format 1 :
Tutor details :
email : firstname.lastname@example.org
office hours : werking 9-5, what a way to make a living
What is this Course about?
The World Wide Web has changed the world. It has changed the ways we communicate, collaborate, and educate. We increasingly live in a Web-dependent society in a Web-dependent world. The Web is also the largest human information construct and it is growing faster than any other system.
However, it is a striking fact that there is no systematic discipline to study the Web.
We need to understand the current, evolving, and potential Web but at the moment we have no means of predicting the impact that future developments in the Web will have on society or business.
Web Science aims to anticipate these impacts.
It is the study of the social behaviours in the Web at the inter-person, inter-organizational and societal level, the technologies that enable and support this behaviour, and the interactions between these technologies and behaviours.
Having successfully completed this Course, you will:
have knowledge and understanding of the Web as a socio-technical phenomenon;
be able to discuss the evolution of the Web.
have an awareness of current and emerging research questions for Web Science;
have an appreciation of the range of disciplines, research methods and theoretical approaches required to analyse, critique and develop the Web.
Structure of this Course
Over the course of the next six weeks we will explore the Web and its socio-technical construction through a number of different themes.
In the remainder of this week we will look at the pre-history of the Web, examine the process that led to the emergence of the Web from the physics laboratories at CERN and think about the process at play in the construction of the diverse Web that we have now.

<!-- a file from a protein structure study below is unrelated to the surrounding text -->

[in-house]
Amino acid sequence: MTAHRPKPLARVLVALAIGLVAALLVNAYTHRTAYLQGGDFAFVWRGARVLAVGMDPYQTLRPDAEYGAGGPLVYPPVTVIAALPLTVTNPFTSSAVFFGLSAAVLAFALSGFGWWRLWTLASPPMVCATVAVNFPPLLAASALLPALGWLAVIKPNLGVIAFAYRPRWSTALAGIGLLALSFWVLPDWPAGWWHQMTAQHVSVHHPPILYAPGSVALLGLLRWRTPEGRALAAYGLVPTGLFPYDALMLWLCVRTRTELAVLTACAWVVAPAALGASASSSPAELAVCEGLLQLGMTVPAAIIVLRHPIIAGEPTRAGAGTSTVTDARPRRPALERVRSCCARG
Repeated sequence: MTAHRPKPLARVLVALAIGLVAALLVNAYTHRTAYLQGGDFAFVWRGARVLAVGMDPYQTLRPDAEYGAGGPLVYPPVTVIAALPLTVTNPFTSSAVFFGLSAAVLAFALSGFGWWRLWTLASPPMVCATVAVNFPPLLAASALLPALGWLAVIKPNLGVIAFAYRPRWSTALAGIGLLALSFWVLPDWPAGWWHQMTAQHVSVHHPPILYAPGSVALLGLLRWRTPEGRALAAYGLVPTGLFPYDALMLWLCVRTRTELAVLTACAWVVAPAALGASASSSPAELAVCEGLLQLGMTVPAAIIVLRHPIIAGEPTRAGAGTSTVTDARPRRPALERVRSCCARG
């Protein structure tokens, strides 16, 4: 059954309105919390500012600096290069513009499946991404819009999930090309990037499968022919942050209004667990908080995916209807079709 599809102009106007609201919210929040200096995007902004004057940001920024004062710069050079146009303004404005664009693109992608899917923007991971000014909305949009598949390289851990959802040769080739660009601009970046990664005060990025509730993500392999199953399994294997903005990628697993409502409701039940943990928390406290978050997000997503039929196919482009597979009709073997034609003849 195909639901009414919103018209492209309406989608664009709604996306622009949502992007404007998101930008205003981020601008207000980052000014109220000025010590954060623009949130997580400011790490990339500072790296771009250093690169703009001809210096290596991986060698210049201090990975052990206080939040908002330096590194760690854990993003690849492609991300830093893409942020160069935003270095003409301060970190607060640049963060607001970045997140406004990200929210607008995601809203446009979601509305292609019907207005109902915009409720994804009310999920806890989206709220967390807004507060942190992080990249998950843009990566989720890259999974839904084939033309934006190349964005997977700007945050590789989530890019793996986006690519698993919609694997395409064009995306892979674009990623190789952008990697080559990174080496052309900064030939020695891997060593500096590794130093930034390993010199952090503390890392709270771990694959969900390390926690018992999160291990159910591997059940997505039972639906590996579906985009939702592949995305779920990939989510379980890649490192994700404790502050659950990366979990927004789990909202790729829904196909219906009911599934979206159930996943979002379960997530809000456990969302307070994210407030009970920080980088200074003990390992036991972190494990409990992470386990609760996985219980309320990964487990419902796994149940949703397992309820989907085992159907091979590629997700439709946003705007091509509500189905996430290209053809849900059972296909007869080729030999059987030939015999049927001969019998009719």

Here we will introduce the idea of networks which turn out to provide us with powerful mechanisms for thinking about the Web and analysing it.
In the third week we will explore the relationship between the Web and crime. As more of our lives are lived on, or intersect with the Web, understanding cybersecurity and cybercrime become of increasing importance.
In week four we turn our attention to the role of the Web in democracy. We will look at how governments are looking to the Web and open data to promote increased transparency and innovation, and how activists are utilising the Web in their political activism.
In the penultimate week we will examine how the Web has impacted on business. The emerging digital economy and the increased availability of ‘big data’ is changing the way that we do business and providing new opportunities and threats.
Our final week will look toward the future of the Web. You will have an opportunity to reflect on what you have learnt during the course in an end of course test.